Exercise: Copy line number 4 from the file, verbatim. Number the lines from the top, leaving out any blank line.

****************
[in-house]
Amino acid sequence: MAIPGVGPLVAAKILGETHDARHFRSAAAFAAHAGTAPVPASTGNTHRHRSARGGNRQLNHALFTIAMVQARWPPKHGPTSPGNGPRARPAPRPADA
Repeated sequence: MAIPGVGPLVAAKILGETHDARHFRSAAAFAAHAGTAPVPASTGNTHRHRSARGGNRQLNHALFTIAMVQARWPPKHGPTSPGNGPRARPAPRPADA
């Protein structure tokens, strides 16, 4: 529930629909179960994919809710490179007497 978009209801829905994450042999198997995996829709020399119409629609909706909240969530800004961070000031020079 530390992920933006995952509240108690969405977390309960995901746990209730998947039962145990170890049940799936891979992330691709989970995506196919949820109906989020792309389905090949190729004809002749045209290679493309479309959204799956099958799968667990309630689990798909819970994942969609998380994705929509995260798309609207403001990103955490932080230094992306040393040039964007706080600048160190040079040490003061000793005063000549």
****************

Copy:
């Protein structure tokens, strides 16, 4: 529930629909179960994919809710490179007497 978009209801829905994450042999198997995996829709020399119409629609909706909240969530800004961070000031020079 530390992920933006995952509240108690969405977390309960995901746990209730998947039962145990170890049940799936891979992330691709989970995506196919949820109906989020792309389905090949190729004809002749045209290679493309479309959204799956099958799968667990309630689990798909819970994942969609998380994705929509995260798309609207403001990103955490932080230094992306040393040039964007706080600048160190040079040490003061000793005063000549």